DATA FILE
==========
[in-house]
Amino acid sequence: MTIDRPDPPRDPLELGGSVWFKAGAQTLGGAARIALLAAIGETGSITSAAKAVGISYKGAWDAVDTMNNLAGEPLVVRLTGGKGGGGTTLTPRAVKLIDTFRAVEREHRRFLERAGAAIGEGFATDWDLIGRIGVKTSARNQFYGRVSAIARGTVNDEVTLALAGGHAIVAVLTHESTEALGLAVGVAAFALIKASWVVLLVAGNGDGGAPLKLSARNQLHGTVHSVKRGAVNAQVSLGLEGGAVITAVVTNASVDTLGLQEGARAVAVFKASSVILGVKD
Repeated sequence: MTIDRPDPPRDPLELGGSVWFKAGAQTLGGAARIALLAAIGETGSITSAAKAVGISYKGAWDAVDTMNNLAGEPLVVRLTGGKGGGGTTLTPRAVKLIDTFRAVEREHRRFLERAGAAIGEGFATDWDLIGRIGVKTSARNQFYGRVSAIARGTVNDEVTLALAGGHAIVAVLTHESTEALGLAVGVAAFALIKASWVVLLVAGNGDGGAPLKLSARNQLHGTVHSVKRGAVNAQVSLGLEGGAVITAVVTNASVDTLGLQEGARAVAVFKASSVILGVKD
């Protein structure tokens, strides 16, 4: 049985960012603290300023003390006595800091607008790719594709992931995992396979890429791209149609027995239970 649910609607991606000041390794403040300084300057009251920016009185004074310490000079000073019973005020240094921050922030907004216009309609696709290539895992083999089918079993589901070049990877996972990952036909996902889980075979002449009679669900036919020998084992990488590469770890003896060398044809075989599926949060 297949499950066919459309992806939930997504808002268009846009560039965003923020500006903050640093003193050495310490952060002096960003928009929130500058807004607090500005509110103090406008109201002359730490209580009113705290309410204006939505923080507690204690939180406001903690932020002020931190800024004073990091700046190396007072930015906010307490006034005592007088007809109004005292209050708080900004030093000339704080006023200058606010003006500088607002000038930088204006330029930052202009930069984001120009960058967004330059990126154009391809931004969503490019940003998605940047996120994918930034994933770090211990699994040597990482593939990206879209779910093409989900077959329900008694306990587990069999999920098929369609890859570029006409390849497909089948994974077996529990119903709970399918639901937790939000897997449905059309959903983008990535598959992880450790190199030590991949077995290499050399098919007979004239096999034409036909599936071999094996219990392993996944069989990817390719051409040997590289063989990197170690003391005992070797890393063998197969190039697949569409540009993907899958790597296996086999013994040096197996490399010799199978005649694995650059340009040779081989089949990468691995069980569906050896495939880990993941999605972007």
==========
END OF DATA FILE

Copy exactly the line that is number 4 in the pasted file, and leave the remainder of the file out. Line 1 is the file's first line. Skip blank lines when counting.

């Protein structure tokens, strides 16, 4: 049985960012603290300023003390006595800091607008790719594709992931995992396979890429791209149609027995239970 649910609607991606000041390794403040300084300057009251920016009185004074310490000079000073019973005020240094921050922030907004216009309609696709290539895992083999089918079993589901070049990877996972990952036909996902889980075979002449009679669900036919020998084992990488590469770890003896060398044809075989599926949060 297949499950066919459309992806939930997504808002268009846009560039965003923020500006903050640093003193050495310490952060002096960003928009929130500058807004607090500005509110103090406008109201002359730490209580009113705290309410204006939505923080507690204690939180406001903690932020002020931190800024004073990091700046190396007072930015906010307490006034005592007088007809109004005292209050708080900004030093000339704080006023200058606010003006500088607002000038930088204006330029930052202009930069984001120009960058967004330059990126154009391809931004969503490019940003998605940047996120994918930034994933770090211990699994040597990482593939990206879209779910093409989900077959329900008694306990587990069999999920098929369609890859570029006409390849497909089948994974077996529990119903709970399918639901937790939000897997449905059309959903983008990535598959992880450790190199030590991949077995290499050399098919007979004239096999034409036909599936071999094996219990392993996944069989990817390719051409040997590289063989990197170690003391005992070797890393063998197969190039697949569409540009993907899958790597296996086999013994040096197996490399010799199978005649694995650059340009040779081989089949990468691995069980569906050896495939880990993941999605972007």